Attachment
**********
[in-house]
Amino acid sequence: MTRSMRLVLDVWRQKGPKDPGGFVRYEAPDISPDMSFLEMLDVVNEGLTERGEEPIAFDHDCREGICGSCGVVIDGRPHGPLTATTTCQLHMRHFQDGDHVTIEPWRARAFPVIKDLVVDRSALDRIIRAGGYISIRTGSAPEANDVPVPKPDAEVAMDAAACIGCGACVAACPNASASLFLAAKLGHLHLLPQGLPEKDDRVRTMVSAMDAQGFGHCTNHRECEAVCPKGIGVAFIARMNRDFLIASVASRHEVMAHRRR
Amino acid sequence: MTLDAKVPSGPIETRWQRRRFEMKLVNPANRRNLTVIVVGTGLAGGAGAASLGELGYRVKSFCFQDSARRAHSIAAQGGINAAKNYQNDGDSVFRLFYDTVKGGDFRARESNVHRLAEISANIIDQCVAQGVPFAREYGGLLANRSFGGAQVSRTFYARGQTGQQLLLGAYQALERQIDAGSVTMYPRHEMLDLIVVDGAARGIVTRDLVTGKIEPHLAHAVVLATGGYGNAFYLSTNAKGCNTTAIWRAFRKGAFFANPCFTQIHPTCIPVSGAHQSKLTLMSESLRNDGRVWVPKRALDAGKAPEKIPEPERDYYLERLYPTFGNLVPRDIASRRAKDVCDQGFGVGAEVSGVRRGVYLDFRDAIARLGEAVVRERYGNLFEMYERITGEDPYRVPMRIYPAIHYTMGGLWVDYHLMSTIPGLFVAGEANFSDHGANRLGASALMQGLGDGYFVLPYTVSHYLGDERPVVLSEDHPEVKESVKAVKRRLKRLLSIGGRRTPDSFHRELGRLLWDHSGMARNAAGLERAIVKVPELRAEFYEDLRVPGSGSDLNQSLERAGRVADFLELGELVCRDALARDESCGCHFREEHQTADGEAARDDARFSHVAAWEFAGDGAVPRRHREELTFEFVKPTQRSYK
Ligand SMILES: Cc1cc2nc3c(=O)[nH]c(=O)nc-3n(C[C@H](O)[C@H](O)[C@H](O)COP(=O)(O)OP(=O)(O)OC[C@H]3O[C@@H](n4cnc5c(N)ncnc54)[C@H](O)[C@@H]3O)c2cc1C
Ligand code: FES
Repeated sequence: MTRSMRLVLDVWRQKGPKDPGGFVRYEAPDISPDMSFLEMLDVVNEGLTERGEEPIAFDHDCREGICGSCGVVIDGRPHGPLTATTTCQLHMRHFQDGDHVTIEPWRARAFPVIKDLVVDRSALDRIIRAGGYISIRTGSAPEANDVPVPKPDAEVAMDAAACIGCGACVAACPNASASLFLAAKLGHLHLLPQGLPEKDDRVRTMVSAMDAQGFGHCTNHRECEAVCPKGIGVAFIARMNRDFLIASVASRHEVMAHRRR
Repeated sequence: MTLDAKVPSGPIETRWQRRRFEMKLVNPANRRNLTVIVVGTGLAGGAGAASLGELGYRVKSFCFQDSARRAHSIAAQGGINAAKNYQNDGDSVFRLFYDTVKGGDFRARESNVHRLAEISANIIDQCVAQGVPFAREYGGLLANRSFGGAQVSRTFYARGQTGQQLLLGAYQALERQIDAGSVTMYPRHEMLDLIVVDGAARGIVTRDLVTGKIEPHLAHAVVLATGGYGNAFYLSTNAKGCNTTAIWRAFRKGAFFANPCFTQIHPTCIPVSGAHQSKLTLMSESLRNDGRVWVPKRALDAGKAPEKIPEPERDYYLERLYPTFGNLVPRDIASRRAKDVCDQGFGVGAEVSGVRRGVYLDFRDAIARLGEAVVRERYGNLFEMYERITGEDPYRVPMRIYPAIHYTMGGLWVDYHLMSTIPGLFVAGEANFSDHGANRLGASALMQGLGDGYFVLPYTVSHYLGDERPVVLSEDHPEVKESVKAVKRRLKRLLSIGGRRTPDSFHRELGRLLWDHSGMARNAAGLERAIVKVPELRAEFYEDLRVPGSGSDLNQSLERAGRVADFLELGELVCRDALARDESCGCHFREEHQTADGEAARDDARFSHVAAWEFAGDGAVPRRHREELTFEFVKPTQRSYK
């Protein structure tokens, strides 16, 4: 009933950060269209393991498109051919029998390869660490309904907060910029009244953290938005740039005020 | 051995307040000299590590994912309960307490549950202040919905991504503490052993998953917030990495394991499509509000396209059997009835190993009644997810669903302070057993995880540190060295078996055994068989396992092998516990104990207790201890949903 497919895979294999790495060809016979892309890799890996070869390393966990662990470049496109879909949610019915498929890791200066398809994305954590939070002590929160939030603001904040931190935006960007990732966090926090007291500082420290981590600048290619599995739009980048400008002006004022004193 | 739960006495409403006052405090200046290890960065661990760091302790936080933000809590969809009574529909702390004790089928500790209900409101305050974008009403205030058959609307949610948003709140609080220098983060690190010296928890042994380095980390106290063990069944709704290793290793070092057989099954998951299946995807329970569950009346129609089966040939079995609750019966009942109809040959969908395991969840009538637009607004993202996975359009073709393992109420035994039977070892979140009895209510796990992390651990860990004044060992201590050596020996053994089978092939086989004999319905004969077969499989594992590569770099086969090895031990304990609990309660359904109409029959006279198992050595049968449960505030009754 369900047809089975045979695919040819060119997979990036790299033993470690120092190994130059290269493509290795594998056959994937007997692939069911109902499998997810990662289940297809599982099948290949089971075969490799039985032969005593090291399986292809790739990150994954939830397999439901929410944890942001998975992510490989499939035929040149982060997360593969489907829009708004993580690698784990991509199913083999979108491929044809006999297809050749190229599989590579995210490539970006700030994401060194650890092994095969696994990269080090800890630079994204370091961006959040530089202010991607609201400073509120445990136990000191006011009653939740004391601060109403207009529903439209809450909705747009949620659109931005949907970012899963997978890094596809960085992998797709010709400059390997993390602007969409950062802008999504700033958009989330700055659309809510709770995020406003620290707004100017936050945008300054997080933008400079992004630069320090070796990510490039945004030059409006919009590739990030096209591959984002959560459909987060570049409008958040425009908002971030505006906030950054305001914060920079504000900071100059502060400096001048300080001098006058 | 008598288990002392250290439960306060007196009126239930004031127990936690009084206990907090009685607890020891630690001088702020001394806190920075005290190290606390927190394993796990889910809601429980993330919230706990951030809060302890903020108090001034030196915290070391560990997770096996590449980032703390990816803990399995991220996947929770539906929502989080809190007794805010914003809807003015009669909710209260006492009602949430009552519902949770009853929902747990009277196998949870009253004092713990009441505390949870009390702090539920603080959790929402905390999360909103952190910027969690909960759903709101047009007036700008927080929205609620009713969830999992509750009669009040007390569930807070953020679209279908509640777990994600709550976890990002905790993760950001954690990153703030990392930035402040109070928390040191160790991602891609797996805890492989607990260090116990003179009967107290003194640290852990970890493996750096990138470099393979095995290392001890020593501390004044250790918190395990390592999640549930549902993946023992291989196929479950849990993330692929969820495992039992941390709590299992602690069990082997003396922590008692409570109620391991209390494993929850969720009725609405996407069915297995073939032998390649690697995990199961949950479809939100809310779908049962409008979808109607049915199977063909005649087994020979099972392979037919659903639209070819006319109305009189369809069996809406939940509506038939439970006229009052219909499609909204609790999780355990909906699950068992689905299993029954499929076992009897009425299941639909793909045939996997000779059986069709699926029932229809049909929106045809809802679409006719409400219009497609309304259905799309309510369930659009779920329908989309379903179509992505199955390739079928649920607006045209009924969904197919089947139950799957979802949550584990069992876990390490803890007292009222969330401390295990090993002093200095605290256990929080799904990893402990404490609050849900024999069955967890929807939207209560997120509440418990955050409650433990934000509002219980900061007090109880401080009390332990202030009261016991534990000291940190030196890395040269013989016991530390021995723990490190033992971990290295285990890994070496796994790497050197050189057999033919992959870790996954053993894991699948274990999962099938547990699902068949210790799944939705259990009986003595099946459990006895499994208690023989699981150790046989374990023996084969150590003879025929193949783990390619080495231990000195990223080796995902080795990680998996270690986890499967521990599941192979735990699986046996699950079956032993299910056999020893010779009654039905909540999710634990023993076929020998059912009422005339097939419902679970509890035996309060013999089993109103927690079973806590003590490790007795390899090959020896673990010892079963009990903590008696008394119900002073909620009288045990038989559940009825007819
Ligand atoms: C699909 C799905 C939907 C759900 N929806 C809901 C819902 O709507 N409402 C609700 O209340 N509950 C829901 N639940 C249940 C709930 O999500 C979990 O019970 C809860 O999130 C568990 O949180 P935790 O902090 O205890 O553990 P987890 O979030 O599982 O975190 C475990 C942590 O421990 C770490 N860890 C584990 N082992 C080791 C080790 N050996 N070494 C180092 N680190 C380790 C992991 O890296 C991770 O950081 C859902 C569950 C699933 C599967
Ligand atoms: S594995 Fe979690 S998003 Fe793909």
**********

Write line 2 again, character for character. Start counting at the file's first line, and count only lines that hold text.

Amino acid sequence: MTRSMRLVLDVWRQKGPKDPGGFVRYEAPDISPDMSFLEMLDVVNEGLTERGEEPIAFDHDCREGICGSCGVVIDGRPHGPLTATTTCQLHMRHFQDGDHVTIEPWRARAFPVIKDLVVDRSALDRIIRAGGYISIRTGSAPEANDVPVPKPDAEVAMDAAACIGCGACVAACPNASASLFLAAKLGHLHLLPQGLPEKDDRVRTMVSAMDAQGFGHCTNHRECEAVCPKGIGVAFIARMNRDFLIASVASRHEVMAHRRR